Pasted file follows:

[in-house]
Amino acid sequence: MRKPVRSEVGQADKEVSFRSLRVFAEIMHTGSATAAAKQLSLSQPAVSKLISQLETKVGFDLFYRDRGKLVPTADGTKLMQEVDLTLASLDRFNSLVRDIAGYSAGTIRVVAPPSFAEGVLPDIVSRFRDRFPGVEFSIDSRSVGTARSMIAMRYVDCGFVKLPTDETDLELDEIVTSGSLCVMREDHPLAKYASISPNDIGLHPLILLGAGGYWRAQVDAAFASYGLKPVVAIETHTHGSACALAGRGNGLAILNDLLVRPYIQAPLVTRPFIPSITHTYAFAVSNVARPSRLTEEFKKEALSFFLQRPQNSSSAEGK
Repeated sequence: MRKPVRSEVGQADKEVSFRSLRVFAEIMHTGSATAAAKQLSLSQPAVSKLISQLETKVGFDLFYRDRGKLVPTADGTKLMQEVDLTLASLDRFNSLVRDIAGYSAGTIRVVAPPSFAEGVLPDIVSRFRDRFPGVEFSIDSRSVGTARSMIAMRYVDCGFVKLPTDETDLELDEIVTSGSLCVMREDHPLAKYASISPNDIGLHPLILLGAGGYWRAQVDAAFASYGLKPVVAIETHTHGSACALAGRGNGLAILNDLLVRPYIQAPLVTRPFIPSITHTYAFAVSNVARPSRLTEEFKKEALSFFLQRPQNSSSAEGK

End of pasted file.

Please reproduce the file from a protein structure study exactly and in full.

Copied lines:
[in-house]
Amino acid sequence: MRKPVRSEVGQADKEVSFRSLRVFAEIMHTGSATAAAKQLSLSQPAVSKLISQLETKVGFDLFYRDRGKLVPTADGTKLMQEVDLTLASLDRFNSLVRDIAGYSAGTIRVVAPPSFAEGVLPDIVSRFRDRFPGVEFSIDSRSVGTARSMIAMRYVDCGFVKLPTDETDLELDEIVTSGSLCVMREDHPLAKYASISPNDIGLHPLILLGAGGYWRAQVDAAFASYGLKPVVAIETHTHGSACALAGRGNGLAILNDLLVRPYIQAPLVTRPFIPSITHTYAFAVSNVARPSRLTEEFKKEALSFFLQRPQNSSSAEGK
Repeated sequence: MRKPVRSEVGQADKEVSFRSLRVFAEIMHTGSATAAAKQLSLSQPAVSKLISQLETKVGFDLFYRDRGKLVPTADGTKLMQEVDLTLASLDRFNSLVRDIAGYSAGTIRVVAPPSFAEGVLPDIVSRFRDRFPGVEFSIDSRSVGTARSMIAMRYVDCGFVKLPTDETDLELDEIVTSGSLCVMREDHPLAKYASISPNDIGLHPLILLGAGGYWRAQVDAAFASYGLKPVVAIETHTHGSACALAGRGNGLAILNDLLVRPYIQAPLVTRPFIPSITHTYAFAVSNVARPSRLTEEFKKEALSFFLQRPQNSSSAEGK